Meet the FREYA partners: PLOS

Author: Dan Morgan

Many different organisations are involved in FREYA and in this blog post series we take a closer look at the partners and their work. This time you can read about PLOS.

What is the mission of your organisation?

PLOS is a nonprofit, Open Access publisher. We publish seven journals: PLOS Biology, PLOS Medicine, PLOS Computational Biology, PLOS Genetics, PLOS Pathogens, PLOS Neglected Tropical Diseases, and, of course, PLOS ONE. 

These journals all played a significant role in propelling the movement for OA into the mainstream. PLOS ONE was the first multi-disciplinary publication inclusive of all rigorous and ethical research regardless of novelty or impact, a type of journal that is now common across many publishers. In 2014 we demonstrated the importance and potential of open data availability with our bold open data policy requiring authors to make all data necessary to replicate their study’s findings publicly available without restriction at the time of publication. 

Today, we would say our mission as a wholly OA publisher is to serve the integrity of science, and to empower researchers to transform science. Beyond OA publishing we are interested in matters such as reproducibility, fighting publication bias, new models of assessment and credit, accelerating publication, and sustainable OA business models beyond the APC, among others.

Around 180 people work at PLOS. We have 2 office locations--San Francisco, CA, USA, and Cambridge, UK--but many of our employees are remote and spread out across the US and UK.


Why are PIDs important (for your organisation)?

As a mission-minded publisher serving the integrity of science, and encouraging authors to tell the full story of their science, we’re hyper-aware of the importance of the continuum of research which yields preprints, proposed analyses, datasets, protocols, figures, and peer review documents, etc. Some of these items live on our platform, but many live on other platforms or repositories. All publishers are supposed to “record the minutes of science” and these records simply do not do their job properly if the PIDs supporting and connecting them are not there, or not robust. To truly discover the full story of research, and the underlying data, you need PIDs.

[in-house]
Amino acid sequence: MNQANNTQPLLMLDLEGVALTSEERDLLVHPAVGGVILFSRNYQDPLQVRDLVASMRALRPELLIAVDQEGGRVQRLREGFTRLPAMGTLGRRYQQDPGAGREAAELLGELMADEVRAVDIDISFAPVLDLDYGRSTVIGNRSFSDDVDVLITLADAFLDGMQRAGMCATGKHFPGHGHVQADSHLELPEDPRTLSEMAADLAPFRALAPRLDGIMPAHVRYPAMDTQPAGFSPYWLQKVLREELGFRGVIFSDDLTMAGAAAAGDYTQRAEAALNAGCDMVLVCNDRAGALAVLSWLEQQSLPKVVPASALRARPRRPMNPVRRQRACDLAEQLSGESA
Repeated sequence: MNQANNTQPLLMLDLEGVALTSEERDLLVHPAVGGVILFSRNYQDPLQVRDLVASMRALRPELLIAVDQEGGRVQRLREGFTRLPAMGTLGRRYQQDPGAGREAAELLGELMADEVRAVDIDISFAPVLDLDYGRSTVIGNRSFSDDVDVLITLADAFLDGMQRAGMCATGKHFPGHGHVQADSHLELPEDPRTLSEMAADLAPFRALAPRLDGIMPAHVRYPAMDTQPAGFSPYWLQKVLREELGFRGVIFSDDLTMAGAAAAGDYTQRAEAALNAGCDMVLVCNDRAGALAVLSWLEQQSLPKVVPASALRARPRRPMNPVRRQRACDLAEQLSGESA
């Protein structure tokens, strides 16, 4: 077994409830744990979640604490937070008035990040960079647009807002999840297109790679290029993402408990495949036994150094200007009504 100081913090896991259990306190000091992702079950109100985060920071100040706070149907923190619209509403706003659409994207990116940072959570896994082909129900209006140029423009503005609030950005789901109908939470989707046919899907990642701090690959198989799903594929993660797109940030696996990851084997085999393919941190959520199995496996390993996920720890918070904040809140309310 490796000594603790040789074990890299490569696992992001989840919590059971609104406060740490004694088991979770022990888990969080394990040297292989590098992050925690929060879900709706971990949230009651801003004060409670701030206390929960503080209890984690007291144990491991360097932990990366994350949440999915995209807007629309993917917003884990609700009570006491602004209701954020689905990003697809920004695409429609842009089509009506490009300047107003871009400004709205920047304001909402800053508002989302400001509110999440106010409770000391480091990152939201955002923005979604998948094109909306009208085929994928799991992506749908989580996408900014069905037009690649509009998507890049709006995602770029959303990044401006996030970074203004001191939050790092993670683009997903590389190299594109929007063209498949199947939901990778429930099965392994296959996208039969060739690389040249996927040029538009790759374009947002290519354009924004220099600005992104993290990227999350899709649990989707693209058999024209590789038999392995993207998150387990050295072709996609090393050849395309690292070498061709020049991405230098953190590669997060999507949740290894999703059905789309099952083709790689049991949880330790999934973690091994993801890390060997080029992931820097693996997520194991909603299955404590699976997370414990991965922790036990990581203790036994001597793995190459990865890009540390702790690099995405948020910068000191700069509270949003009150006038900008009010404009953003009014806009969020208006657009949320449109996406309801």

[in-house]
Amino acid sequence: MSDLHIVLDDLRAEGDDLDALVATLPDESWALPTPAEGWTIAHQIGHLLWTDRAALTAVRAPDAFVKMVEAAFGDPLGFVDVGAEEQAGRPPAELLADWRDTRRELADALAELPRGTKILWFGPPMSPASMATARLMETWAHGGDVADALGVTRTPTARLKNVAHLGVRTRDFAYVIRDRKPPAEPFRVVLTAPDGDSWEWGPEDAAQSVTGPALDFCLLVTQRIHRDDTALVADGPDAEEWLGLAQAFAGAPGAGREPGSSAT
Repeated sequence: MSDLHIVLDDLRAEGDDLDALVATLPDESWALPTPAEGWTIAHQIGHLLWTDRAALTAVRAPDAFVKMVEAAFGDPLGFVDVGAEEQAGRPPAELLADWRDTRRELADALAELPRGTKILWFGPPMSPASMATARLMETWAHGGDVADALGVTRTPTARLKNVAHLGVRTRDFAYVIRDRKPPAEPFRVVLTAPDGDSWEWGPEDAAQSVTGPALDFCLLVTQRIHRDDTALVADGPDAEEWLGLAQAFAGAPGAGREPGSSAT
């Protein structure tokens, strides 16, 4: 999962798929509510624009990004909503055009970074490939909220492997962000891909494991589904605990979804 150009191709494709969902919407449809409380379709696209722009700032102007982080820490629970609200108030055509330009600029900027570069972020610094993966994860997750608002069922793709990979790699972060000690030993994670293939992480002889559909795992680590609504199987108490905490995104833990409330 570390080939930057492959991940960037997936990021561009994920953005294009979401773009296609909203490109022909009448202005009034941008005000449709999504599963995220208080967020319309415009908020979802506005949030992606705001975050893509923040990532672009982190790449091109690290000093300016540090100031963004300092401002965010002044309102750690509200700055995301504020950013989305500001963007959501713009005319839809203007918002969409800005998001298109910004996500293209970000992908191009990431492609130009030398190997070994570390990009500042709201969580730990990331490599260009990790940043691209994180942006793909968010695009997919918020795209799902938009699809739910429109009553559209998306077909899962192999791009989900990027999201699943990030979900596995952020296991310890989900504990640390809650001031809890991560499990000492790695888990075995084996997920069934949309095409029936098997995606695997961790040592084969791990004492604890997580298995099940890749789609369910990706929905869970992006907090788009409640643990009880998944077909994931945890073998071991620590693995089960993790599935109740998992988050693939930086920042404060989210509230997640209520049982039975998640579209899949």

What do you do in FREYA?

PLOS is an unfunded partner in the FREYA project. To date we have participated in various workgroup calls, assisted with some feedback and research related to the Knowledge Hub resource, written and reviewed content for the Knowledge Hub located on the PID Forum, and written and reviewed content for the D4.4 deliverable “Organizational IDs in practice”.

We recently published an article in PLOS ONE with funding from Wellcome which links to 2 Grant DOIs in Europe PMC ( and 

What would your perfect (PID) world look like?

I think, for a publisher, the perfect PID world would include researchers being aware of all the resources they can and should link to via PIDs (reagents, materials, methods, code, protocols, datasets, grant IDs, funder IDs, etc.) which we could then easily verify and simply publish. Or, a world where a scan of a document by a tool would flag and look up all the things that could be linked to via PID! Furthermore, a fully realized PID graph would enable more reproducibility, transparency, and ultimately, trust in science.

More information

PLOS’ website is, but we regularly talk about open science topics on our Official PLOS Blog here: and point to it via our main Twitter account here: